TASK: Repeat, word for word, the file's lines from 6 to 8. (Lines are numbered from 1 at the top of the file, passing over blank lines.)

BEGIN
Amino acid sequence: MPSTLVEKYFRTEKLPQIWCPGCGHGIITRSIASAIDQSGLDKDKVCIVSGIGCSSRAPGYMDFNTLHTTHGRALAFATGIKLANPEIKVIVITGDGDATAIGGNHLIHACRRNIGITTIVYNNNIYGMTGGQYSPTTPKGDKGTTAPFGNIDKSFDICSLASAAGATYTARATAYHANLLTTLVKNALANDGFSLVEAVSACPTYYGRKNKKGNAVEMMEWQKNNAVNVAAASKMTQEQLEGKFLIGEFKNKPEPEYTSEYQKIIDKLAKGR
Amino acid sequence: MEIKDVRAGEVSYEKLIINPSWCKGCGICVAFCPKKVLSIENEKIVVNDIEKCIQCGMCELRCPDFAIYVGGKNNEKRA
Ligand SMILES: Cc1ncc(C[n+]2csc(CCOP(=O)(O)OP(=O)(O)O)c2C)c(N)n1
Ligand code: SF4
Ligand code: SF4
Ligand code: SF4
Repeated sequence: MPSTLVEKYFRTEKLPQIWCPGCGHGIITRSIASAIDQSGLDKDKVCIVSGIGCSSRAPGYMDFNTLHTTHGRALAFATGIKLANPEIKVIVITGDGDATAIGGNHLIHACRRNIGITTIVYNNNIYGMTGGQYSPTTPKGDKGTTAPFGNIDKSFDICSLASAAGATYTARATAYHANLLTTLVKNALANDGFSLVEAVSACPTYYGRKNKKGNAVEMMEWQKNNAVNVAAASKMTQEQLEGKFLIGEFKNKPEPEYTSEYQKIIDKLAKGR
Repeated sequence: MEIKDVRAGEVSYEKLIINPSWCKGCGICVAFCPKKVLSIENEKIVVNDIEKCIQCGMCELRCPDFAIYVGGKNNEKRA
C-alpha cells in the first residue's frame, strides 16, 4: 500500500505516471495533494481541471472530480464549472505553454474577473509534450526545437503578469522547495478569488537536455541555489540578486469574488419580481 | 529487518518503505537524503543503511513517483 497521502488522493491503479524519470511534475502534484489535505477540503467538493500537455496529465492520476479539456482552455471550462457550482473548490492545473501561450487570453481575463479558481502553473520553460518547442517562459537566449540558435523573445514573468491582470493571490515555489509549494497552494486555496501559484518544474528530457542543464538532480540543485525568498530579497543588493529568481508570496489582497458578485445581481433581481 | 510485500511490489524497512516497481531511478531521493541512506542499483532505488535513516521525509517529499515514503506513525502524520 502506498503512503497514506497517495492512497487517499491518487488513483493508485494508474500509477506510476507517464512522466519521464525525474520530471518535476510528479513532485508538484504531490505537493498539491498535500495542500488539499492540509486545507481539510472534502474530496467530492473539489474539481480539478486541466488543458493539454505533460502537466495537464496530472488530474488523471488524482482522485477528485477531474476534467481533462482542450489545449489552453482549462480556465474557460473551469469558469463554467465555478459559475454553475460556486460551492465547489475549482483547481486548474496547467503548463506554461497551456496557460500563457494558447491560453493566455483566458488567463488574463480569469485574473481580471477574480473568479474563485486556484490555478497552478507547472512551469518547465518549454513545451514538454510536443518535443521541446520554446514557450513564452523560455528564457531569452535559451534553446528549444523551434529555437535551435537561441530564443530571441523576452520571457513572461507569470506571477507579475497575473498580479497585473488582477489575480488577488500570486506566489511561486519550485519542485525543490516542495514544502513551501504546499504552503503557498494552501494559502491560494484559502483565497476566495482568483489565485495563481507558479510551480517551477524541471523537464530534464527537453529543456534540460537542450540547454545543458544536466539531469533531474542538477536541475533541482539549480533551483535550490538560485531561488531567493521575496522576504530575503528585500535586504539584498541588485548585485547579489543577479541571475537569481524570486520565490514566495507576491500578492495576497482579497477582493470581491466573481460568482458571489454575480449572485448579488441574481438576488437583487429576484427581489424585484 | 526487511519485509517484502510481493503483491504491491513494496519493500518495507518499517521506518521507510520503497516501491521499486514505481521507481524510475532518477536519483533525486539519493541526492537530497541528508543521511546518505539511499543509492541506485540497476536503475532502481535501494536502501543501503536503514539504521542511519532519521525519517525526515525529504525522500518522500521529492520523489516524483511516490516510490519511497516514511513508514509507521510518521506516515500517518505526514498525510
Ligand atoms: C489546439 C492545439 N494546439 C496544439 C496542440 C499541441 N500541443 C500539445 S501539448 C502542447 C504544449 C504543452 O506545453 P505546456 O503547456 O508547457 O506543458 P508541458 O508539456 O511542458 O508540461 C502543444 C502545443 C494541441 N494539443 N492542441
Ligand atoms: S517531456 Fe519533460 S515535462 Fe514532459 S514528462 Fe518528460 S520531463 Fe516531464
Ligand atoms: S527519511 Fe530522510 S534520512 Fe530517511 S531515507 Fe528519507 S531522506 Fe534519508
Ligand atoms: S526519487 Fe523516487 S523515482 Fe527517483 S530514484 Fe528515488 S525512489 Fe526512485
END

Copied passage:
Ligand code: SF4
Repeated sequence: MPSTLVEKYFRTEKLPQIWCPGCGHGIITRSIASAIDQSGLDKDKVCIVSGIGCSSRAPGYMDFNTLHTTHGRALAFATGIKLANPEIKVIVITGDGDATAIGGNHLIHACRRNIGITTIVYNNNIYGMTGGQYSPTTPKGDKGTTAPFGNIDKSFDICSLASAAGATYTARATAYHANLLTTLVKNALANDGFSLVEAVSACPTYYGRKNKKGNAVEMMEWQKNNAVNVAAASKMTQEQLEGKFLIGEFKNKPEPEYTSEYQKIIDKLAKGR
Repeated sequence: MEIKDVRAGEVSYEKLIINPSWCKGCGICVAFCPKKVLSIENEKIVVNDIEKCIQCGMCELRCPDFAIYVGGKNNEKRA